Ocean and Coastal Management 58 (2012): 57-61.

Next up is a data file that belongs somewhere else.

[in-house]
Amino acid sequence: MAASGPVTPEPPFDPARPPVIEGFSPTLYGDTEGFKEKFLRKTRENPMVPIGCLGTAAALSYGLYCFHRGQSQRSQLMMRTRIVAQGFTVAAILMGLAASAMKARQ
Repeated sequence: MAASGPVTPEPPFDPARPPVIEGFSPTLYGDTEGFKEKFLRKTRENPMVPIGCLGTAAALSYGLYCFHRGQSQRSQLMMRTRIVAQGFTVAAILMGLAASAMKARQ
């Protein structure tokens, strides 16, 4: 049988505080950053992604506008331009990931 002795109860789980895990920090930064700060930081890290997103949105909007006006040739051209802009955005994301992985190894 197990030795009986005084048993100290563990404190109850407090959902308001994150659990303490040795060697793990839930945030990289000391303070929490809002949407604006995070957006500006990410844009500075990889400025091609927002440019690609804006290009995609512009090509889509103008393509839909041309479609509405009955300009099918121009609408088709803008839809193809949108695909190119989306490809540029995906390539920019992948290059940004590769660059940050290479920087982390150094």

This article focuses on how the debate over the deepwater disposal of offshore oil and gas installations has been central to shaping North Sea artificial reef policy. Through a close empirical historical study, this article reconstructs how Greenpeace’s protest of the deepwater disposal of the Brent Spar spurred the exclusion of rigs-to-reefs (the conversion of obsolete offshore oil and gas structures into artificial reefs) as a viable decommissioning option by the primary international treaty organization with jurisdiction over North Sea waters, the Oslo-Paris Commission (OSPAR). During OSPAR’s artificial reef guideline development, several OSPAR contracting parties implied that there is a conspiracy among oil companies to use rigs-to-reefs as a cover for evading the deepwater disposal rules, although they never presented evidence to back up these claims. In the face of pressure to “close the loophole” for deepwater disposal and in spite of scientific objection, OSPAR’s final guidelines excluded all non-virgin materials as acceptable reef construction materials, essentially banning rigs-to-reefs. Because a significant number of steel offshore installations will be decommissioned in North Sea waters in the decade and the most up-to-date science has concluded that manmade deepwater reefs may be beneficial to some species including threatened coldwater coral, this article suggests that OSPAR revise its guidelines. Rigs-to-reefs should be not categorically excluded; a case-by-case determination of the suitability of a structure for reuse as an artificial reef would be most appropriate.